This is a fox. He visited us while we were staying in a cabin on Prince Edward Island a few summers ago. We thought he was cute. We thought he was less cute when we discovered that he'd gnawed the straps off our daughter's rather expensive sandals that she'd left out on the porch overnight. And thus we learned that these cute little critters can be pests.
We live in what is officially described as a village. Before we moved here, I didn't know that such things as villages existed in Canada. When I look out the front windows of our house I see, across Route 114, and behind our neighbours' houses, fields--fields where cattle graze during the summer. When I look out our back windows I see woods at the edge of our rather wild yard. Deer come down in winter and nibble on the wild rose, apple and lilac branches in the yard, causing us to wonder if we will have any blossoms this year. Most people in the area drive pick-up trucks. All this to say, that we are living in a rural area.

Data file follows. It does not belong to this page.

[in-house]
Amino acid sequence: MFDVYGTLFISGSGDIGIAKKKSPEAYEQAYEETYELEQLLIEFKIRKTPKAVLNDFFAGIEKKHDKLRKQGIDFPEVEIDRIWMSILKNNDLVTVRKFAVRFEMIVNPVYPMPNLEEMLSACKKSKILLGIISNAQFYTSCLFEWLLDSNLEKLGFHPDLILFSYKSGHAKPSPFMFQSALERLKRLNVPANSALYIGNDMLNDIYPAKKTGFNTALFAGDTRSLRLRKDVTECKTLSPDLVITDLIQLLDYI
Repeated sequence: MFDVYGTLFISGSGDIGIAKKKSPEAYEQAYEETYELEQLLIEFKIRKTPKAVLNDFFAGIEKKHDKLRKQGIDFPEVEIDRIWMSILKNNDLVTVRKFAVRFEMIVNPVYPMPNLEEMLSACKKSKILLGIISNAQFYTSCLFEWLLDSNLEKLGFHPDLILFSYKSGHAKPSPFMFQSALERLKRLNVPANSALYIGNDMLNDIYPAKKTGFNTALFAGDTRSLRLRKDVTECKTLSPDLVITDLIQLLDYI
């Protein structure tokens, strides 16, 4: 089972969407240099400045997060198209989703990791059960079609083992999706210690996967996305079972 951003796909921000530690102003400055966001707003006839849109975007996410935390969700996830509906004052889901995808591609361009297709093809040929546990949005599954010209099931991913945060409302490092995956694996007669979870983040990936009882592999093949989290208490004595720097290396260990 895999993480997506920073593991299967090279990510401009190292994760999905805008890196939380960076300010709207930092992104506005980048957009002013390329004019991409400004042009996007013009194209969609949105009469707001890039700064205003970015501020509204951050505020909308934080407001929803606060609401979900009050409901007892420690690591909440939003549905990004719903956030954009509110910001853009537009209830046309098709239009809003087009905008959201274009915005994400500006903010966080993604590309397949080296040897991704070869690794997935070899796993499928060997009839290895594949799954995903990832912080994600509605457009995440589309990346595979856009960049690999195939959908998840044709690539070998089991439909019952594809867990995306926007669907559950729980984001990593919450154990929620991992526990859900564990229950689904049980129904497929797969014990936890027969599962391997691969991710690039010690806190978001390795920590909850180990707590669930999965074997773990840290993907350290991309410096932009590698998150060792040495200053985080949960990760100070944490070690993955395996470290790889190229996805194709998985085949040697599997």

However, I didn't realize just how rural we were until recently receiving a village newsletter informing the village people that a Varmint Officer was going to be hired. Varmint. Until this point, I had thought a "varmint" was something that one would see in cartoons from the 1950s and '60s (eg. Wile E. Coyote, a personal favourite of mine), or hear referred to in fine TV shows, such as Roy Rogers or the Lone Ranger.
My trusty dictionary informs me that a varmint is "an irritating or obnoxious person or animal." Who knew? It seems I would have more than a few varmints in my acquaintance! But it leads me to wonder just exactly who the varmint hunter will be after.
It would seem that our little village problem has made it into the city newspaper. "Borough Acts on Coyote Problem: Puppy killed, residents upset over roaming coyotes." The article goes on to describe a woman in a near-by county who "engaged in hand to hand combat with a coyote that tried to snatch her puppy...". (Now that's a sight I would like to see--woman and varmint engaged in hand to hand combat!). Our village mayor is quoted as saying, "I don't want to cause panic...(but)...What if next time it's someone's kid?"
The paper also informs us that "DNA testing showed that the Eastern coyote gets its huge size--far bigger than western coyotes--from interbreeding with wolves during their migration east." So our eastern breed not only have hands but are humungous!